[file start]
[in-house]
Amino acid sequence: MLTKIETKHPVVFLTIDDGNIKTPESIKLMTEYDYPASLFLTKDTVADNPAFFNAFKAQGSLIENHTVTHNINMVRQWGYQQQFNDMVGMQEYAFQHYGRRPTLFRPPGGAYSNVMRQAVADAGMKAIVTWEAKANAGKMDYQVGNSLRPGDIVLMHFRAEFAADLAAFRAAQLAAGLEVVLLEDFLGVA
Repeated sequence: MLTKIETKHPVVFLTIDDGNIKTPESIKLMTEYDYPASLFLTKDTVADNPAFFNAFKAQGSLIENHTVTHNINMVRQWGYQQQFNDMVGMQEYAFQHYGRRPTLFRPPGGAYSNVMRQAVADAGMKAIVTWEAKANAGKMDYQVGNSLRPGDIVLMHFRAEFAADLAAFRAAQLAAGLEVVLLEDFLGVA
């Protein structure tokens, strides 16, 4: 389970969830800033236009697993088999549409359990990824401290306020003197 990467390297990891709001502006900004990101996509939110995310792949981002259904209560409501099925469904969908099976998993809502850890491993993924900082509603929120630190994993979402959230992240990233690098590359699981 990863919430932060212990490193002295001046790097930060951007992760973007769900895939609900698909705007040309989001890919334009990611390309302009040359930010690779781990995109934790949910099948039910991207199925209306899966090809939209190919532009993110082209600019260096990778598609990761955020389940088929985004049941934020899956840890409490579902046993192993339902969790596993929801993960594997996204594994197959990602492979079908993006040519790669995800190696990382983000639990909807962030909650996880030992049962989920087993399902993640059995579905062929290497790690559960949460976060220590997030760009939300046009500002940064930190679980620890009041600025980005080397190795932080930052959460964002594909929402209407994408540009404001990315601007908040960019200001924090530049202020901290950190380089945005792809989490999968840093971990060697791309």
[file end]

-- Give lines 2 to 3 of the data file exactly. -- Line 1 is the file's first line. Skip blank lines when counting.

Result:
Amino acid sequence: MLTKIETKHPVVFLTIDDGNIKTPESIKLMTEYDYPASLFLTKDTVADNPAFFNAFKAQGSLIENHTVTHNINMVRQWGYQQQFNDMVGMQEYAFQHYGRRPTLFRPPGGAYSNVMRQAVADAGMKAIVTWEAKANAGKMDYQVGNSLRPGDIVLMHFRAEFAADLAAFRAAQLAAGLEVVLLEDFLGVA
Repeated sequence: MLTKIETKHPVVFLTIDDGNIKTPESIKLMTEYDYPASLFLTKDTVADNPAFFNAFKAQGSLIENHTVTHNINMVRQWGYQQQFNDMVGMQEYAFQHYGRRPTLFRPPGGAYSNVMRQAVADAGMKAIVTWEAKANAGKMDYQVGNSLRPGDIVLMHFRAEFAADLAAFRAAQLAAGLEVVLLEDFLGVA